Approximately 80% or more of adults in America have gum disease to some extent. While many people may not consider the affliction a serious one, the truth is that gum disease is one of the most wide-spread chronic diseases among us, and is the number one cause of permanent tooth loss. Contrary to what the numbers may indicate, gum disease is largely preventable with adequate oral health care. Unfortunately, once you’ve developed gum disease, it is not curable. It is, however, highly treatable, and early detection and treatment can save your teeth and gums from the destructive power of advancing gum disease. To help improve your chances of successfully treating gum disease early, Fresno dentists Dr. Alex Denes and Dr. Claudia Denes explain its earliest stage—gingivitis.
The Beginning of Gum Disease
Tooth decay and gum disease are among the most common oral health issues today. Both begin with the excessive accumulation of dental plaque, which contains hundreds of different kinds of oral bacteria. When plaque accumulates along your gum line, the germs release toxins that irritate your gum tissue, causing it to separate from your teeth and create small pockets where more germs can gather. Your immune system registers these harmful germs and fights back by initiating inflammation (a common immune system response to invading microbes). Red, swollen, and bleeding gums are the telltale signs of gingivitis, but the beginning stage of gum disease rarely generates physical discomfort, and therefore it often goes unnoticed until it advances to periodontitis—a more severe form of gum disease that can eventually lead to tooth loss.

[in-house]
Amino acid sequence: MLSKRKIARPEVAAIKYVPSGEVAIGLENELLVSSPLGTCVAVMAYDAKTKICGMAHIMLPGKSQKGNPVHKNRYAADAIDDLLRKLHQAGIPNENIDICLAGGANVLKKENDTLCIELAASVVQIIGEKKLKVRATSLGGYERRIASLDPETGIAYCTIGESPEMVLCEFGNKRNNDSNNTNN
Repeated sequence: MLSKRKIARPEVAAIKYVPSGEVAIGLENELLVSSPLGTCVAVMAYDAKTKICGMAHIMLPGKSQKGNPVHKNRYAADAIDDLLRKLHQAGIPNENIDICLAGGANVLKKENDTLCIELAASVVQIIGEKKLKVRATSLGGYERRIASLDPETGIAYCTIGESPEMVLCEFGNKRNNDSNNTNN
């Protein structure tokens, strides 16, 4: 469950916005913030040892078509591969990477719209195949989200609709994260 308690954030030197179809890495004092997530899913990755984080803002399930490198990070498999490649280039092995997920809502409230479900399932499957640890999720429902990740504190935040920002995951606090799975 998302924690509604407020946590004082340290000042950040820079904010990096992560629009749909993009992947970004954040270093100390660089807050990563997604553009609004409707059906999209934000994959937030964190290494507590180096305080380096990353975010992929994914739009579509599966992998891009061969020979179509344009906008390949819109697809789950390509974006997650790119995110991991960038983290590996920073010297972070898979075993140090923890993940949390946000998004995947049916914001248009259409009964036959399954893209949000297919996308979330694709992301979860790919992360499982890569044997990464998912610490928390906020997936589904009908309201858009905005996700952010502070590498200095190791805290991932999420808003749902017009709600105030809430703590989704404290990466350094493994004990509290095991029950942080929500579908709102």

Common Risk Factors for Gingivitis
Brushing and flossing your teeth is your first and foremost defense against excessive dental plaque buildup. Consequently, poor oral hygiene is the most common cause of gingivitis. Other factors include, but are not limited to:
Certain systemic infections and/or diseases
Hormonal changes associated with pregnancy
Severe or uncontrolled diabetes
Crooked or misaligned teeth (which make plaque removal difficult)
A wide variety of medications
Special Treatment for Your Gums in Fresno
If you’d like to learn more about treating gingivitis and periodontitis, or if you’d like to schedule a dental consultation to determine if you have gum disease, then contact your Fresno dentists by calling Fresno Dental Studio at (559) 297-1800. Located in the 93720 area, we proudly serve patients from Fresno, Clovis, Mendota, Orange Cove, Reedley, Selma, and the surrounding areas.